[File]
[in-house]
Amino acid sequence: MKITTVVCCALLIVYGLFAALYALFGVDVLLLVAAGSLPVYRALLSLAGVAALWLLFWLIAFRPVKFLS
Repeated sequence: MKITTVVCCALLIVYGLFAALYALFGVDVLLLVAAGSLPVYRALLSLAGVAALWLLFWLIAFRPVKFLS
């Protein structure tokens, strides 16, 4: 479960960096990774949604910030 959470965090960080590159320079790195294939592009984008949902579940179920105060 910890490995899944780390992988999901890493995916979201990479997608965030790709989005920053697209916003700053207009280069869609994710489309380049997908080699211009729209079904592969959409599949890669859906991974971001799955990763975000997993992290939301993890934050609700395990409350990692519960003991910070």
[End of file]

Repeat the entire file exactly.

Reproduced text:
[in-house]
Amino acid sequence: MKITTVVCCALLIVYGLFAALYALFGVDVLLLVAAGSLPVYRALLSLAGVAALWLLFWLIAFRPVKFLS
Repeated sequence: MKITTVVCCALLIVYGLFAALYALFGVDVLLLVAAGSLPVYRALLSLAGVAALWLLFWLIAFRPVKFLS
């Protein structure tokens, strides 16, 4: 479960960096990774949604910030 959470965090960080590159320079790195294939592009984008949902579940179920105060 910890490995899944780390992988999901890493995916979201990479997608965030790709989005920053697209916003700053207009280069869609994710489309380049997908080699211009729209079904592969959409599949890669859906991974971001799955990763975000997993992290939301993890934050609700395990409350990692519960003991910070």